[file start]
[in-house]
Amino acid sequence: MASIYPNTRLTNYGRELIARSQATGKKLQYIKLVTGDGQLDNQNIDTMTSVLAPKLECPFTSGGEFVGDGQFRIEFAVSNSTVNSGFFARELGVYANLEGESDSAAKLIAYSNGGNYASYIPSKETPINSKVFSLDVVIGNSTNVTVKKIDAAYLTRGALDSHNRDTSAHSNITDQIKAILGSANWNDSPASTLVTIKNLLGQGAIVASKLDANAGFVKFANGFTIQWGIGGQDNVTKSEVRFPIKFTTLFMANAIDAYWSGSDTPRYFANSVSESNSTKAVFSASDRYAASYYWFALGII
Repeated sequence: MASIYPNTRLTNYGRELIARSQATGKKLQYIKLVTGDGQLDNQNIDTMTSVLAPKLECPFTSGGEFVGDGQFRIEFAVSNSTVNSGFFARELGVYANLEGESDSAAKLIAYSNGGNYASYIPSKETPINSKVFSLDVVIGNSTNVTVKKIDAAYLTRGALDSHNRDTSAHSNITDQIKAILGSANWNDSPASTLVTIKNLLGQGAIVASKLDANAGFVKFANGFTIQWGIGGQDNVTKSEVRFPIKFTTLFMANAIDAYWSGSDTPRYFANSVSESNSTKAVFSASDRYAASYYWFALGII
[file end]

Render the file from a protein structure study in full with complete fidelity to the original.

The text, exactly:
[in-house]
Amino acid sequence: MASIYPNTRLTNYGRELIARSQATGKKLQYIKLVTGDGQLDNQNIDTMTSVLAPKLECPFTSGGEFVGDGQFRIEFAVSNSTVNSGFFARELGVYANLEGESDSAAKLIAYSNGGNYASYIPSKETPINSKVFSLDVVIGNSTNVTVKKIDAAYLTRGALDSHNRDTSAHSNITDQIKAILGSANWNDSPASTLVTIKNLLGQGAIVASKLDANAGFVKFANGFTIQWGIGGQDNVTKSEVRFPIKFTTLFMANAIDAYWSGSDTPRYFANSVSESNSTKAVFSASDRYAASYYWFALGII
Repeated sequence: MASIYPNTRLTNYGRELIARSQATGKKLQYIKLVTGDGQLDNQNIDTMTSVLAPKLECPFTSGGEFVGDGQFRIEFAVSNSTVNSGFFARELGVYANLEGESDSAAKLIAYSNGGNYASYIPSKETPINSKVFSLDVVIGNSTNVTVKKIDAAYLTRGALDSHNRDTSAHSNITDQIKAILGSANWNDSPASTLVTIKNLLGQGAIVASKLDANAGFVKFANGFTIQWGIGGQDNVTKSEVRFPIKFTTLFMANAIDAYWSGSDTPRYFANSVSESNSTKAVFSASDRYAASYYWFALGII